It's not often an NBA draft pick does his farewell news conference in college after the big day, but it worked out well that way for Kawhi Leonard and San Diego State. Leonard helped take the Aztecs to unprecedented heights and the Sweet 16 before announcing via a news release he was turning pro after a memorable sophomore season.
On Friday, a week after being drafted 15th overall and traded to the San Antonio Spurs, Leonard came back to campus to say good-bye.
"There's no question that Kawhi's legacy will live long after today with his leaving San Diego State," coach Steve Fisher told reporters. "It's already done that, the ripple effect when Kawhi's name is mentioned. Until now it's been Kawhi Leonard, San Diego State. Now it will be Kawhi Leonard, San Antonio Spurs, college: San Diego State."
Fisher wants to see Leonard back on the bench when it's convenient, and of course, part of him wishes the versatile forward were still available to play. The San Diego Union-Tribune notes that as of now, the rebuilding Aztecs only have eight scholarship players on the roster.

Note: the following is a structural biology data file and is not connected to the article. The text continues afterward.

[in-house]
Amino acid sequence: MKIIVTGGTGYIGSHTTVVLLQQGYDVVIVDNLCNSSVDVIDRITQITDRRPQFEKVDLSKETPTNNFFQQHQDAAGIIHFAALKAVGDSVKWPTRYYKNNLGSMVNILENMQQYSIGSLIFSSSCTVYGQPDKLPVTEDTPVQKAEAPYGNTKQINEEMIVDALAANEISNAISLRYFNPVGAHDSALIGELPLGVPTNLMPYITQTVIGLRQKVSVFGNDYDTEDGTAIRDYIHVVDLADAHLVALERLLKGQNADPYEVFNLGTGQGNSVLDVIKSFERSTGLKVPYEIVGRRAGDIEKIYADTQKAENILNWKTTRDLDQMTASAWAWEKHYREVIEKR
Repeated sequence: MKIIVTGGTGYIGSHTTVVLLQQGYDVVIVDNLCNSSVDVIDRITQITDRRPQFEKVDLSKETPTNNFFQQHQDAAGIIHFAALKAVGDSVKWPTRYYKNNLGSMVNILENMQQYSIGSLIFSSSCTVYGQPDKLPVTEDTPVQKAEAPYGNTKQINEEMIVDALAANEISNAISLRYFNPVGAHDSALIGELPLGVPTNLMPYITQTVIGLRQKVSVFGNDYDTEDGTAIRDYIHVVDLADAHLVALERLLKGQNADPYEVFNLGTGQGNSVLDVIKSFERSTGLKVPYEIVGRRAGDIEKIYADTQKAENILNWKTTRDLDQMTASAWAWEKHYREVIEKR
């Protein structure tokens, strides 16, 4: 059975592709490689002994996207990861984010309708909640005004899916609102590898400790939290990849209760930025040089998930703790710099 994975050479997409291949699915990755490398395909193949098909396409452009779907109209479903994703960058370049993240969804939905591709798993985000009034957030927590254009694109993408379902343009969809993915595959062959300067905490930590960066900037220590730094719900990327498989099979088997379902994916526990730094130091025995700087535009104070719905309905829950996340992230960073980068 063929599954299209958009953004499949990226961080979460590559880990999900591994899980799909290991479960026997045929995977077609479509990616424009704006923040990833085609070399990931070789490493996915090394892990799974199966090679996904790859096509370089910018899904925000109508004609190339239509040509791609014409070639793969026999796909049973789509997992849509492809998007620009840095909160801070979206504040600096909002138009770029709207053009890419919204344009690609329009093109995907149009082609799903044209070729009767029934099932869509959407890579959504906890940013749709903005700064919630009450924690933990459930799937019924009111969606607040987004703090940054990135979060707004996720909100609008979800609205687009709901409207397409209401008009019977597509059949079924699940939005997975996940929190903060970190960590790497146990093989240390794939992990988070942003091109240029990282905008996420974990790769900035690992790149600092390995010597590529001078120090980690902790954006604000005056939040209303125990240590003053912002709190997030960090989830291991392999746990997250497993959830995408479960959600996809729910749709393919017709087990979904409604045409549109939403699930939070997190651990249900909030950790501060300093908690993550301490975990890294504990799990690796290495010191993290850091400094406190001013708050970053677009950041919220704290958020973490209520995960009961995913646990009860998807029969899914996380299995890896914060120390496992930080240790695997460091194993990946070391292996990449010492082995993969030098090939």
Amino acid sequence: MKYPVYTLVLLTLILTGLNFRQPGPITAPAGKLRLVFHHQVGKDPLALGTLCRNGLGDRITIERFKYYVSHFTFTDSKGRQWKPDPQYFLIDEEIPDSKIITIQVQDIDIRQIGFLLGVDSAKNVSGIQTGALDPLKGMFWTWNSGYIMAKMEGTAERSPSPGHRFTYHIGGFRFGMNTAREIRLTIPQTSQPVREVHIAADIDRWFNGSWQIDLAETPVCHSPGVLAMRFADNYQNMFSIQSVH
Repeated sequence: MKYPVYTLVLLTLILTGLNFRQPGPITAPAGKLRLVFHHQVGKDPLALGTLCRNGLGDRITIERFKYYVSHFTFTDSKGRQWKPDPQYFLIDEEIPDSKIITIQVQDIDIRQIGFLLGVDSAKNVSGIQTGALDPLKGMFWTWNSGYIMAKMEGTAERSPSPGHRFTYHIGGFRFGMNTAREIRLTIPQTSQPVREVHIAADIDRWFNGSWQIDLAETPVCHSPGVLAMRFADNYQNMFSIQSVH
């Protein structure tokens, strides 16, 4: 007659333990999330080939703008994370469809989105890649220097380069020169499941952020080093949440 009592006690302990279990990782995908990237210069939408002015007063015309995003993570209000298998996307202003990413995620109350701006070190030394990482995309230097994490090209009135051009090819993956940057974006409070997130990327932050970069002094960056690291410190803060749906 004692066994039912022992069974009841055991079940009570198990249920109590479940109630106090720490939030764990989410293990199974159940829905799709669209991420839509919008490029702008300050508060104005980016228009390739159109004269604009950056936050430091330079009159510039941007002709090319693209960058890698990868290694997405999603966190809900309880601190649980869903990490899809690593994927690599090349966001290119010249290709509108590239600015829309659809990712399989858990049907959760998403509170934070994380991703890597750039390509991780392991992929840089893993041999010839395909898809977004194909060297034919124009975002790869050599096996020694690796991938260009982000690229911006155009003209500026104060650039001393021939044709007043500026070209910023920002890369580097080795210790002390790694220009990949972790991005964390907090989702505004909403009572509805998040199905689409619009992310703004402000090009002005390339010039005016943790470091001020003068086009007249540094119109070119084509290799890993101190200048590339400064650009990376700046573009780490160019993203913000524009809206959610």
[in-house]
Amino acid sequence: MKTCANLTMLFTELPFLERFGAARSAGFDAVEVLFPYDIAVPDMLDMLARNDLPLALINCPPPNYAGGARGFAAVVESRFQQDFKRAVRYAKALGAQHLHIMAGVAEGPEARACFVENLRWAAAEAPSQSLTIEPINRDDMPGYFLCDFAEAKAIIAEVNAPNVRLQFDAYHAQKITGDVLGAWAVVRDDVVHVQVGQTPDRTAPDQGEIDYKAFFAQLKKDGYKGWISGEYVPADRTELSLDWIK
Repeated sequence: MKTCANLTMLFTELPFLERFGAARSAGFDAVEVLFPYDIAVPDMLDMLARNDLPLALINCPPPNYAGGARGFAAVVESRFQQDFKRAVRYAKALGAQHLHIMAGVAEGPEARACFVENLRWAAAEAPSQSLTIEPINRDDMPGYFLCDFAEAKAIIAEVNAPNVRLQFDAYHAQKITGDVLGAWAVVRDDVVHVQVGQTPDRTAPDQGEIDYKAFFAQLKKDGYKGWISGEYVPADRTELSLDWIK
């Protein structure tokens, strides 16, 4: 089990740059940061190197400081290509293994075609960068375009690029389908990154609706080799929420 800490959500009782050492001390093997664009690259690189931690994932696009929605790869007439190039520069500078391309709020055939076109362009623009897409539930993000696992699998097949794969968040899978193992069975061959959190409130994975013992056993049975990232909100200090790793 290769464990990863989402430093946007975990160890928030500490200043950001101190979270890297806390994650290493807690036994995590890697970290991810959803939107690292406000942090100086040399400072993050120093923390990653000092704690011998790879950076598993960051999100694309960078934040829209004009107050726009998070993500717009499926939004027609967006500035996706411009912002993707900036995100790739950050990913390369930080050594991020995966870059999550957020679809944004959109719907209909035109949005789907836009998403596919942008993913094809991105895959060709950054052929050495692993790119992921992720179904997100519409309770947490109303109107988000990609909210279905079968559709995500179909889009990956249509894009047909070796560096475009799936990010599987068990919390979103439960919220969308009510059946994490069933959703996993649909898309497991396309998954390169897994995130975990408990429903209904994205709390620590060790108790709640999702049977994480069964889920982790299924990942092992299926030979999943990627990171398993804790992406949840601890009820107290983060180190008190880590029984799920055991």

Despite Leonard's early departure, Fisher and the rest of his program did not lose sight of the fact that the lightly-recruited prospect, who led them to their first NCAA tournament wins, represented something much larger. The team's achievements brought relevancy to the program and packed the arena. After Leonard was drafted, the Aztecs put out a congratulatory highlight video. Now the standard is set for future players to keep it going.
Asked what he gained from the San Diego State experience, Leonard said, "A winning edge and more of a mental focus on basketball, it's not all physical. Just learning every part of my game and how a team works and just becoming a great team to go as far as we did in the tournament."
"It's also nice to hear when Kawhi starts talking that San Diego State is in the forefront of what he says and he says it with conviction and meaning," Fisher said. "He's always going to be one of ours, obviously. We'd like to have him bouncing a ball for us next year, but he will always be an Aztec, and it is well documented the great things that happened while he played here. He was the ringleader at the forefront of all of it."